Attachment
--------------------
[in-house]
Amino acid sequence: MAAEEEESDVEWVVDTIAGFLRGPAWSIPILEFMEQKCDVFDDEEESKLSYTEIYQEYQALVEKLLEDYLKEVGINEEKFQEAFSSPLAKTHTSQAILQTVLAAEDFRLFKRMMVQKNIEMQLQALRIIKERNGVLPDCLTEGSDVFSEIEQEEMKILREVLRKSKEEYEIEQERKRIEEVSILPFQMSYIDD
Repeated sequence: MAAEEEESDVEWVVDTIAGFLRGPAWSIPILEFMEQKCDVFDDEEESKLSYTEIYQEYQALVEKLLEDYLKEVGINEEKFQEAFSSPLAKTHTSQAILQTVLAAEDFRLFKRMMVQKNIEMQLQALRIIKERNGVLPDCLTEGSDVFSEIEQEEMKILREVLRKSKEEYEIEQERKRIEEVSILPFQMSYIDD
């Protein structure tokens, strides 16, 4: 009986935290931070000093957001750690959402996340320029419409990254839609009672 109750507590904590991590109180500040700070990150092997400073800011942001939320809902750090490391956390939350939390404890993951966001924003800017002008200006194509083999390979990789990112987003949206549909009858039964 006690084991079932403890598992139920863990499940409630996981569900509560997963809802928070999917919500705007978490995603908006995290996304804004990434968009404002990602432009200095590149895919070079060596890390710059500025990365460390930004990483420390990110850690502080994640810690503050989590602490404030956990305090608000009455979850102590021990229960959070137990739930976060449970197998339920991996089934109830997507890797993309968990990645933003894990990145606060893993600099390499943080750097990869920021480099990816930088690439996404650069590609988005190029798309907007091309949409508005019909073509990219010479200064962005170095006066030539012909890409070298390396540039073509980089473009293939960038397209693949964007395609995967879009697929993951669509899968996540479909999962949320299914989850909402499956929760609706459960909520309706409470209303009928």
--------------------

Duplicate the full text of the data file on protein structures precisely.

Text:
[in-house]
Amino acid sequence: MAAEEEESDVEWVVDTIAGFLRGPAWSIPILEFMEQKCDVFDDEEESKLSYTEIYQEYQALVEKLLEDYLKEVGINEEKFQEAFSSPLAKTHTSQAILQTVLAAEDFRLFKRMMVQKNIEMQLQALRIIKERNGVLPDCLTEGSDVFSEIEQEEMKILREVLRKSKEEYEIEQERKRIEEVSILPFQMSYIDD
Repeated sequence: MAAEEEESDVEWVVDTIAGFLRGPAWSIPILEFMEQKCDVFDDEEESKLSYTEIYQEYQALVEKLLEDYLKEVGINEEKFQEAFSSPLAKTHTSQAILQTVLAAEDFRLFKRMMVQKNIEMQLQALRIIKERNGVLPDCLTEGSDVFSEIEQEEMKILREVLRKSKEEYEIEQERKRIEEVSILPFQMSYIDD
């Protein structure tokens, strides 16, 4: 009986935290931070000093957001750690959402996340320029419409990254839609009672 109750507590904590991590109180500040700070990150092997400073800011942001939320809902750090490391956390939350939390404890993951966001924003800017002008200006194509083999390979990789990112987003949206549909009858039964 006690084991079932403890598992139920863990499940409630996981569900509560997963809802928070999917919500705007978490995603908006995290996304804004990434968009404002990602432009200095590149895919070079060596890390710059500025990365460390930004990483420390990110850690502080994640810690503050989590602490404030956990305090608000009455979850102590021990229960959070137990739930976060449970197998339920991996089934109830997507890797993309968990990645933003894990990145606060893993600099390499943080750097990869920021480099990816930088690439996404650069590609988005190029798309907007091309949409508005019909073509990219010479200064962005170095006066030539012909890409070298390396540039073509980089473009293939960038397209693949964007395609995967879009697929993951669509899968996540479909999962949320299914989850909402499956929760609706459960909520309706409470209303009928």